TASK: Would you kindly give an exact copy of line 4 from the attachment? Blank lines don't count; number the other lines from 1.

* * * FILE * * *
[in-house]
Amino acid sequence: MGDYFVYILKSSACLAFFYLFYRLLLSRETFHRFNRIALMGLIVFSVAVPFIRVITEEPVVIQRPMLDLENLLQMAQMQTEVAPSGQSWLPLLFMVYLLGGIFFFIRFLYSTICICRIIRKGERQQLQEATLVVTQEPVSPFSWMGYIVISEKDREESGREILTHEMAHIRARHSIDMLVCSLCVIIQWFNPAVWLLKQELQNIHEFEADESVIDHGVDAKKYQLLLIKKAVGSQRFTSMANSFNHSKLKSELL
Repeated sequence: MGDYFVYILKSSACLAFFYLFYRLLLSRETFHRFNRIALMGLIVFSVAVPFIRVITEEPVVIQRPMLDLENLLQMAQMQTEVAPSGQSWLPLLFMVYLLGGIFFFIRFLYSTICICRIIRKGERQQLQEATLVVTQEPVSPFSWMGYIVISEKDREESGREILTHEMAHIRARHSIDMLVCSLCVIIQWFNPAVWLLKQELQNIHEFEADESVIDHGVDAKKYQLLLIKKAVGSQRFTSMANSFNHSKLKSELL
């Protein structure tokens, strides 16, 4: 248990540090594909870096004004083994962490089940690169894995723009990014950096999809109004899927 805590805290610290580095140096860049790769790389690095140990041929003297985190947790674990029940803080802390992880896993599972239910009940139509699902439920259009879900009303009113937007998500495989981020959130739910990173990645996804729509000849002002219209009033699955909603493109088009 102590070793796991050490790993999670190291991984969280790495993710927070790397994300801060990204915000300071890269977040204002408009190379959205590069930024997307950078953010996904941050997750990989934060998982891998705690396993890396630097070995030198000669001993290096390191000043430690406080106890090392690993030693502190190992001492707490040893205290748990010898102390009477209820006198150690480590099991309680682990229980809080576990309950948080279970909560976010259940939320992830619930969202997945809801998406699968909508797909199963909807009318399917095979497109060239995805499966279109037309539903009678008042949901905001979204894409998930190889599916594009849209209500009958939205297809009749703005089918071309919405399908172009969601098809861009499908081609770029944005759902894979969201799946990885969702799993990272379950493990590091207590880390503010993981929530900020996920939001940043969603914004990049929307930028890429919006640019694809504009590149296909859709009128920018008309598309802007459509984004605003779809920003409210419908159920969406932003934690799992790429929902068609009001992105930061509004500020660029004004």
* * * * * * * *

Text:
């Protein structure tokens, strides 16, 4: 248990540090594909870096004004083994962490089940690169894995723009990014950096999809109004899927 805590805290610290580095140096860049790769790389690095140990041929003297985190947790674990029940803080802390992880896993599972239910009940139509699902439920259009879900009303009113937007998500495989981020959130739910990173990645996804729509000849002002219209009033699955909603493109088009 102590070793796991050490790993999670190291991984969280790495993710927070790397994300801060990204915000300071890269977040204002408009190379959205590069930024997307950078953010996904941050997750990989934060998982891998705690396993890396630097070995030198000669001993290096390191000043430690406080106890090392690993030693502190190992001492707490040893205290748990010898102390009477209820006198150690480590099991309680682990229980809080576990309950948080279970909560976010259940939320992830619930969202997945809801998406699968909508797909199963909807009318399917095979497109060239995805499966279109037309539903009678008042949901905001979204894409998930190889599916594009849209209500009958939205297809009749703005089918071309919405399908172009969601098809861009499908081609770029944005759902894979969201799946990885969702799993990272379950493990590091207590880390503010993981929530900020996920939001940043969603914004990049929307930028890429919006640019694809504009590149296909859709009128920018008309598309802007459509984004605003779809920003409210419908159920969406932003934690799992790429929902068609009001992105930061509004500020660029004004």